Monday, December 06, 2010

51. A Heart to Mend by Myne Whitman, A Review

Title: A Heart to Mend
Author: Myne Whitman
Genre: Novel (Love)
Publishers: Self Published
Pages: 215 (e-copy)
Year of Publication: 2009
Country: Nigeria

Last week, I wrote an article The African Story, where I bemoans the stereotypic mentality of publishers and vitriolically castigated the Naipaulic and Conradic tales of Africa. Had I read this novel first, perhaps I would have cited it as one of the bright stories coming out of Africa and specifically Nigeria. Myne Whitman's novel, A Heart to Mend, gave me the reason to hope and dare the vampires. It gave (and gives) me the patience that African writers would realise that their lives is not so abject and that for most of the time the people we see on TV and want to imitate are not our average Westerners. Yet, had Myne Whitman not self-published her novel, I wouldn't have had the opportunity of reading her, not that she sought out for established publishers right from the beginning. She chose the self-publishing option from the start.

In A Heart to Mend, Whitman created credible characters in the shape of Gladys and Edward Bestman. Gladys had just completed his Youth Service and has come to Lagos to wait on a job test and possibly interview. Gladys' auntie, Isioma, formerly married to a rich man, had neglected his brother, Gladys' father, and his sister-in-law such that even when the Gladys' father died, and the family wallowed in poverty, Auntie Isioma, never came to look for them. However, suddenly, Auntie Isioma wants to make amends; has written a letter to Gladys' mother to allow her daughter to stay with her while she hunts for the job and she really wants to make up to the family, but Gladys is not only interested in forgiving, that she can and would, but she wants to know the why - the reason a rich auntie could leave them to their fate for twenty years so that her education had to delay for a year.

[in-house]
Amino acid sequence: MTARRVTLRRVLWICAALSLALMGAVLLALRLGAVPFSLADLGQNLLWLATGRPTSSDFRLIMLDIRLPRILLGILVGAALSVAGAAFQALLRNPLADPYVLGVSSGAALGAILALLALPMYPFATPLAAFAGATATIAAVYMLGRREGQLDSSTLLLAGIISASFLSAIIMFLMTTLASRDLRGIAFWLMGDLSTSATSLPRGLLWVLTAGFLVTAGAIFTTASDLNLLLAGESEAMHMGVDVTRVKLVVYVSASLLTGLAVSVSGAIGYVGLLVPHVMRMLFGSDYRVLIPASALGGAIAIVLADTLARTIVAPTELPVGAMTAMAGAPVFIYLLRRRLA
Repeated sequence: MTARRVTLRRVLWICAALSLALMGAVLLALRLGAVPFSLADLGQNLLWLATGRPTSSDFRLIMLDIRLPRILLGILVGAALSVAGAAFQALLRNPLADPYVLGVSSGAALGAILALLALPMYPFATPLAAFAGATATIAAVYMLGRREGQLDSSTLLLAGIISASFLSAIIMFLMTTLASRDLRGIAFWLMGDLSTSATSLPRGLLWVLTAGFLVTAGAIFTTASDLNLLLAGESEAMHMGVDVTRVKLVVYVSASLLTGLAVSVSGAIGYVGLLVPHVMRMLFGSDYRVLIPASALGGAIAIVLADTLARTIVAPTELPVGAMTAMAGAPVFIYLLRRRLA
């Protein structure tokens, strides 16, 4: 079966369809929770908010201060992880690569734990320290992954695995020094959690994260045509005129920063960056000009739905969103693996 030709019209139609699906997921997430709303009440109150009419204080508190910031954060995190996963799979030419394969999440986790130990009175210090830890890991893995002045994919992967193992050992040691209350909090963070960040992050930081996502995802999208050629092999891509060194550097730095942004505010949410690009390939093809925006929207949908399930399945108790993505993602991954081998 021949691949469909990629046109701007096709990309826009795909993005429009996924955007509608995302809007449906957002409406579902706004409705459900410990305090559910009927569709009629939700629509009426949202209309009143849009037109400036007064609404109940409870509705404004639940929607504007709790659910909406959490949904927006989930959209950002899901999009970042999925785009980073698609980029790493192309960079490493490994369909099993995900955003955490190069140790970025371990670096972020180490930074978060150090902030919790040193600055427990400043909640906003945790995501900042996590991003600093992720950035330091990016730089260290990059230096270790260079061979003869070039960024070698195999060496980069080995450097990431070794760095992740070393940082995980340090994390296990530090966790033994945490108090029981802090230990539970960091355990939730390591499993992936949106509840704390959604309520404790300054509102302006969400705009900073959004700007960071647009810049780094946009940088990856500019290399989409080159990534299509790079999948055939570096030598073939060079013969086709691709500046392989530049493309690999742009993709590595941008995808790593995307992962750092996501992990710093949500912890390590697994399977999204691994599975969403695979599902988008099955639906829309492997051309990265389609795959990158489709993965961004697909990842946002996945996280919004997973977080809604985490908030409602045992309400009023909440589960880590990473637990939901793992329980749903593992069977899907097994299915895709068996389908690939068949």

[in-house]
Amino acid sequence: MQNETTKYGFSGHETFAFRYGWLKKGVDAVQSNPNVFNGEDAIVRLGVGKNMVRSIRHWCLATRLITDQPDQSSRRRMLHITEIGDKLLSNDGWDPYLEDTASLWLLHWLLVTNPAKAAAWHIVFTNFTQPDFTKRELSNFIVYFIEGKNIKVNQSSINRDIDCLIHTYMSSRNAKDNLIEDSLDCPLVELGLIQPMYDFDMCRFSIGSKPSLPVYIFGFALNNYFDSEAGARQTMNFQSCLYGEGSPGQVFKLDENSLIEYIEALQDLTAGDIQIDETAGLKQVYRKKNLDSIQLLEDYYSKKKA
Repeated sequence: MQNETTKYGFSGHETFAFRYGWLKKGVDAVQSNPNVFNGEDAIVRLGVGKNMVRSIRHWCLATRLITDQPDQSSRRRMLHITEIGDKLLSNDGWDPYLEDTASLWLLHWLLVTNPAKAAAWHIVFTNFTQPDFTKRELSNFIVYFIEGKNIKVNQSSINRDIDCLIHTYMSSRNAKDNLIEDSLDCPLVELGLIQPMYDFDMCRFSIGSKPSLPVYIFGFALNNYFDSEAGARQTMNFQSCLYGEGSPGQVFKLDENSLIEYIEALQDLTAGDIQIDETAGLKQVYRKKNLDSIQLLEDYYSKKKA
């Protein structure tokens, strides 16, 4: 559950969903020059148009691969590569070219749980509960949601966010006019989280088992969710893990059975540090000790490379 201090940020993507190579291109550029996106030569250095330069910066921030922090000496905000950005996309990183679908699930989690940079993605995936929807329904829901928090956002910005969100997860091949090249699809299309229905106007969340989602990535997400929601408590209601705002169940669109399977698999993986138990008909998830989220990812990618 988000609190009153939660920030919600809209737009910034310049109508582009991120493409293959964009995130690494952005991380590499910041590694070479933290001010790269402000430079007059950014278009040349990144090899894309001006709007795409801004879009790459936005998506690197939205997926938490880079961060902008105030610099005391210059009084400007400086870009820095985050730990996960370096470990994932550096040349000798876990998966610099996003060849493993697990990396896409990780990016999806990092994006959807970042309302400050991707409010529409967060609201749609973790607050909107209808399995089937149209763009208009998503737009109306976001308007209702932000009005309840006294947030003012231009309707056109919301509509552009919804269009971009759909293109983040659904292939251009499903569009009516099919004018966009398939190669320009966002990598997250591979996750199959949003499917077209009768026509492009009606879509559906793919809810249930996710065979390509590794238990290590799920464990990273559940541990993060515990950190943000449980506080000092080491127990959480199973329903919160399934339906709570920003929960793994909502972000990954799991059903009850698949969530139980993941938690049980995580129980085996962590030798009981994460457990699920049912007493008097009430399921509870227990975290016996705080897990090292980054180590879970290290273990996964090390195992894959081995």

Myne Whitman
Then Gladys met Bestman while in Lagos. Bestman has his past and it is one that he wants no one to know but it is also one that has shaped his belief system such that it shows itself wherever he went. What happens when Bestman met Gladys and his past came calling?

As someone whose readings of love stories is shallow, revolving around one book by Danielle Steel (Lightning) and another by Judith McNaught (Perfect), I was amazed at the pace at which I read this. I virtually read everything in a day, through my little baby's cries and my wife's calls. For about two-thirds of the book, everything seemed usual and I began wondering when something was going to happen. Then the turn came and I couldn't shut the PC down until I finished reading it at approximately 12pm.